Chelsea Peretti on Wolf Mode, Writing for Kroll Show, and Season Two of Brooklyn Nine-Nine
Chelsea Peretti's in Phoenix May 30.
Better get used to hearing the name Chelsea Peretti.
The comedian, writer, and actress is primed to blow up. Why? Well, to borrow a phrase from her comedy comrade Nick Kroll, first and first mostly, she's hilarious. Her work in the writer's room on shows including Parks and Recreation and The Sarah Silverman Program and as an actress on Kroll Show (where she's also a writer) and Brooklyn Nine-Nine demonstrate her love of pop culture satire and ability to deliver straight-faced, reality TV-inspired insanity.
Peretti is working on her first-ever one-hour comedy special, which she'll tape in San Francisco on June 13. Before stopping by Stand Up Live on Friday, May 30, as part of her American Treasure Tour, Peretti talked with Jackalope Ranch about her role as Gina on the Golden Globe-winning comedy Brooklyn Nine-Nine, her passion for the Kroll Show sketch Cake Train, and what we can expect from her upcoming one-hour special.
WOLF MODE I AM A WOLF— Chelsea Peretti (@ChelseaVPeretti) September 24, 2011
Let's talk about wolf mode [a style of tweeting Peretti sometimes employs] a little bit. How did it come to exist, and why wolves? It came to exist when it felt like there was no civilized way to respond to certain things that come about on the Internet. So I liken it to a Sasha Fierce/Beyoncé alter ego thing where you're dealing with Internet tomfoolery, shenanigans, what have you. I would flip into this wolf mode. It's otherworldly. It's almost like: What is a wolf going to be impacted by? Like, someone saying something on the Internet? No. A wolf wouldn't care.
Very good point. Then it kind of evolved into a kind of an intense, wild id version of myself, where if I have something I really want to communicate and it has an intensity to it, then I would go into that wolf mode. But it really just became caps lock. You know, people say it's yelling, but to me it's not yelling. It's more like taking someone by the shoulders and looking into their eyes and saying something with intensity.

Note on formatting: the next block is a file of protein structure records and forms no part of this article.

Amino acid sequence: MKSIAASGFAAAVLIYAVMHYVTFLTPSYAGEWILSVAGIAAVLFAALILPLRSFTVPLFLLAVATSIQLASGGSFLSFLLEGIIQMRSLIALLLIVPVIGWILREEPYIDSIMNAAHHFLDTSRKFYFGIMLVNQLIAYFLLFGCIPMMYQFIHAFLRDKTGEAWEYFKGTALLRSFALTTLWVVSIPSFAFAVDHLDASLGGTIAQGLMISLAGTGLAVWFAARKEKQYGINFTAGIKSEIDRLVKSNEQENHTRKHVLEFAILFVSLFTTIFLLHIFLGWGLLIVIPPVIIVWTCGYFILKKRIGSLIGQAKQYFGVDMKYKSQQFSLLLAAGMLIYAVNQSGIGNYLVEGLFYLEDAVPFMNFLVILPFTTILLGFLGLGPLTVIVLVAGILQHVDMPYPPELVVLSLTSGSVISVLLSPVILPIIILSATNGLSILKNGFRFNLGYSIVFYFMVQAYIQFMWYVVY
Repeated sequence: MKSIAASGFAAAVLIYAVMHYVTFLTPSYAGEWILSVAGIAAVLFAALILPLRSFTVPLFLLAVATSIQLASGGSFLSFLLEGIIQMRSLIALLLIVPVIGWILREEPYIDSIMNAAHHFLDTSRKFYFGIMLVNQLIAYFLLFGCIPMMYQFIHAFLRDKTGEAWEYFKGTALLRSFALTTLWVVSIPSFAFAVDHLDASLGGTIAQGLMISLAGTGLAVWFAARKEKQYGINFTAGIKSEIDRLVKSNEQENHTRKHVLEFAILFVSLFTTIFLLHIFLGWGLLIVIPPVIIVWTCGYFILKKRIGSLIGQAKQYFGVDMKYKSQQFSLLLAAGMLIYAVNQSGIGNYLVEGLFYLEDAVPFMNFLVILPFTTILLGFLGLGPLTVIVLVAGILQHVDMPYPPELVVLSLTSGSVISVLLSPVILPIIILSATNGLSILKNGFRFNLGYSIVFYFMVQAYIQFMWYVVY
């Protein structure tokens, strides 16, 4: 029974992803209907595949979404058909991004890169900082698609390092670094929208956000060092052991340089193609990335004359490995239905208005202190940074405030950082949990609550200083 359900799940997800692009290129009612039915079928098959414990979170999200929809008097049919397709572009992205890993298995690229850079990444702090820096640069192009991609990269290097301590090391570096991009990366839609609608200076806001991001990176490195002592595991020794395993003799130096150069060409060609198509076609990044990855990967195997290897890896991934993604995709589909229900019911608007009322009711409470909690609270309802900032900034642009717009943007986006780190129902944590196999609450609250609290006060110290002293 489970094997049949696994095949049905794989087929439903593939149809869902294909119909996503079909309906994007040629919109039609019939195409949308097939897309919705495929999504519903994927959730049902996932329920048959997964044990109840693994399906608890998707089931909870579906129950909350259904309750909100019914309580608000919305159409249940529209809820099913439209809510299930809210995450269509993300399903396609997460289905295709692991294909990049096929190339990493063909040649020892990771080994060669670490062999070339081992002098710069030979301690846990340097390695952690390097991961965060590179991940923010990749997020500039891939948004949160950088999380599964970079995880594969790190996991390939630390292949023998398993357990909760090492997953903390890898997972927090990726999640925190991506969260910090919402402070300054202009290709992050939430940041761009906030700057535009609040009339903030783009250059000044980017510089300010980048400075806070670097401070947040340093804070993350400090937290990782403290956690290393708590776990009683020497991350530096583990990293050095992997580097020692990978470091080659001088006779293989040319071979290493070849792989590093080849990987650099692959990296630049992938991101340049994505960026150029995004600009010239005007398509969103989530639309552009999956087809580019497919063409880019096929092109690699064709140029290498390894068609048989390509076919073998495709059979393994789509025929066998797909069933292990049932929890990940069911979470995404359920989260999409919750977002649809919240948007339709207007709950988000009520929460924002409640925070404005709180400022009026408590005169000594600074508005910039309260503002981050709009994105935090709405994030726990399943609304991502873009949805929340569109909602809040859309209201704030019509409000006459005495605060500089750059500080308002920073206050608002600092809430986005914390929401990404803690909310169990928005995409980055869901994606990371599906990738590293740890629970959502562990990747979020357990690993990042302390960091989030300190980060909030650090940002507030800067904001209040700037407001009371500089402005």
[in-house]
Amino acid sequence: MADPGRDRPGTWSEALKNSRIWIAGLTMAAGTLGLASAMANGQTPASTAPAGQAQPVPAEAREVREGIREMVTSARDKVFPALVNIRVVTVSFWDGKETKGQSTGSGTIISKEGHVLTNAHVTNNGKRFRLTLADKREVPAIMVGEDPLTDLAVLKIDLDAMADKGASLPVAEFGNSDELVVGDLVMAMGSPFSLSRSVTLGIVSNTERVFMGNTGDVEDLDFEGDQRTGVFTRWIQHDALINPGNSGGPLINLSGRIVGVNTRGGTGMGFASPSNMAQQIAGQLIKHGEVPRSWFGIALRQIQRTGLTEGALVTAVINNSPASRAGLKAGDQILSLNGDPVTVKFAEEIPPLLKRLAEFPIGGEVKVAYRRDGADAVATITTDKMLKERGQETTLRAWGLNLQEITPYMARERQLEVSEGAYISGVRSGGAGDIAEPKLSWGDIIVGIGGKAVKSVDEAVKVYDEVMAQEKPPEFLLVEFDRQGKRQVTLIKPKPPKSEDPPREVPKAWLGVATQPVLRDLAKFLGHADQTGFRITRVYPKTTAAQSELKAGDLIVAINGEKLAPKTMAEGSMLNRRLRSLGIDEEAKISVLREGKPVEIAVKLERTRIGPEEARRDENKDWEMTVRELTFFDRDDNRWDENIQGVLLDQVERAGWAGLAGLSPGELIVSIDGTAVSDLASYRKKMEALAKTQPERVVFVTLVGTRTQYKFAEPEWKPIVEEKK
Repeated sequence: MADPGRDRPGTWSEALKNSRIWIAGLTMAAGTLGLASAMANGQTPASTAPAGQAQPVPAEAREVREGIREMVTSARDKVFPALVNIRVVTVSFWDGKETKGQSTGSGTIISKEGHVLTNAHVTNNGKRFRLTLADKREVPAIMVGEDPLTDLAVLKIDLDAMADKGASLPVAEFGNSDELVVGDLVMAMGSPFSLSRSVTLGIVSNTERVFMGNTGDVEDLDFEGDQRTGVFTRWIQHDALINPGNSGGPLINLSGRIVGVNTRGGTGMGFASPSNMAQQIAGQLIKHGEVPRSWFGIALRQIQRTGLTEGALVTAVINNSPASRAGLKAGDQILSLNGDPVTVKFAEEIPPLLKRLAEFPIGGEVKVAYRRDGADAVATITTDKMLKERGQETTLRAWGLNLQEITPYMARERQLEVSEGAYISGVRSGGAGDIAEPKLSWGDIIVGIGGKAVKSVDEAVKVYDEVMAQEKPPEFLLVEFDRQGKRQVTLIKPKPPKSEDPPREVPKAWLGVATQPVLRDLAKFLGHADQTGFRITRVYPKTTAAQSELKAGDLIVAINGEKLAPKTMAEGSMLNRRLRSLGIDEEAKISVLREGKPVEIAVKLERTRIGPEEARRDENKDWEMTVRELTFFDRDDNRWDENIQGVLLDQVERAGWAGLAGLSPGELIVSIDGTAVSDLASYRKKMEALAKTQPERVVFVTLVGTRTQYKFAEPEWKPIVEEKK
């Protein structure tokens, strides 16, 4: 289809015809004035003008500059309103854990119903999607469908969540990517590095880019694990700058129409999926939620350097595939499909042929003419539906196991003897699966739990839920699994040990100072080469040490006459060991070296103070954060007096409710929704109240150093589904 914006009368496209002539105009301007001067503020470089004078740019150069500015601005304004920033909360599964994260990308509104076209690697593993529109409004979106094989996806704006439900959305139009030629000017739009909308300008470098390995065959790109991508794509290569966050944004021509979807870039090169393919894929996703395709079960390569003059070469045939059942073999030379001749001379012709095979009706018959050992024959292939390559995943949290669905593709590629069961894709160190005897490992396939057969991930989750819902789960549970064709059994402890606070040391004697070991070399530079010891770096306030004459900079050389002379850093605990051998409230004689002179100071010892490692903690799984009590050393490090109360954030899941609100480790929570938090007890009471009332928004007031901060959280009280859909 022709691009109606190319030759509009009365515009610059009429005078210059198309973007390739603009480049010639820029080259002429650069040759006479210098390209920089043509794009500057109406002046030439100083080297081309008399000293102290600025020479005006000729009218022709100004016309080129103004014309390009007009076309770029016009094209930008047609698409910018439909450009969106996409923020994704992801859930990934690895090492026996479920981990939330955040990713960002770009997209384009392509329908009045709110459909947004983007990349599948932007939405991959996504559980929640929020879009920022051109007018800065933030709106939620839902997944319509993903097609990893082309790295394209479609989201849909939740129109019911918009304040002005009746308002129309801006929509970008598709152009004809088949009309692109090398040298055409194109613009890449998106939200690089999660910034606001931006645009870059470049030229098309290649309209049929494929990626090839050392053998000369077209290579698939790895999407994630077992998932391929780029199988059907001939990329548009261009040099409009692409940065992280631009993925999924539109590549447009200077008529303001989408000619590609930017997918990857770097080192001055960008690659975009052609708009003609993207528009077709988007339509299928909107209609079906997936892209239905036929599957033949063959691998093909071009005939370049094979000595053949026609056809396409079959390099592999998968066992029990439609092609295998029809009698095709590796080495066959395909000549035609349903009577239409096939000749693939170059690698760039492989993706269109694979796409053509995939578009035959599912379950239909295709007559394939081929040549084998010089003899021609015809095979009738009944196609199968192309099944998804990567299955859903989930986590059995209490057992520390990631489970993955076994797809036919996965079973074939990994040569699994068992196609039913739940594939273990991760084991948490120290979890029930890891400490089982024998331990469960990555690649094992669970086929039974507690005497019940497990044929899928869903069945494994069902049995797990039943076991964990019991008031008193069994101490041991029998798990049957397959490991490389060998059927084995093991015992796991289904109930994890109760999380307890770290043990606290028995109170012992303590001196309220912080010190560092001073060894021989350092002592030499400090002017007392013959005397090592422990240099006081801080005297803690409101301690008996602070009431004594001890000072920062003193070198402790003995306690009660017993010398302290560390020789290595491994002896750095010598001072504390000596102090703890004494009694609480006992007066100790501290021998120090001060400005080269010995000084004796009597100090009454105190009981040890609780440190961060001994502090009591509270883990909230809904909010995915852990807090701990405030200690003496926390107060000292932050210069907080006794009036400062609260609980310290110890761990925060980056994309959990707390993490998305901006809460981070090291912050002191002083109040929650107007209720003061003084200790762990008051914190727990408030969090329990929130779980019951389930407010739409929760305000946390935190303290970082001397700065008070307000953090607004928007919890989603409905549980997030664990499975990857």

So, Solange in the elevator: Wolf mode or some other kind of animal mode? You know, I just want to know so many more details about that. It's really hard to comment on it unless they do. I'm really hoping they'll make a statement so I can better understand it. But it is kind of cool that they're not.
I want the audio most of all. It's kind of crazy though that it's like, oh, that's an option? To just not comment at all? [laughs] Why doesn't every person in the media do that when there's a scandal?
I guess 'cause they're not Beyoncé. I don't know. Yeah, I don't know. I feel like wolf mode has a certain. . . it's not frantic for me. It's more like paw after paw just crunching through the snow on some kind of a very serious mission.
I'm picking up a Game of Thrones kind of intensity. Yes, exactly. [laughs] You're like: Chelsea Peretti is a lunatic. She will be coming to town.
Perfect, yeah. So you used to write for the Village Voice -- well, you've done a lot of writing. How did you end up transitioning from that into more comedy writing and stand-up? Well, I interned at the Village Voice right out of college, and then I started doing stand-up and sort of transitioned out of that. I wrote for a video game. That was a fun time. And then Sarah Silverman gave me my first real big shot writing for her show. So I moved from New York to L.A. to write for her show on Comedy Central. Then that wound up leading to writing for Parks and Rec, then Kroll Show, and a variety of other shows.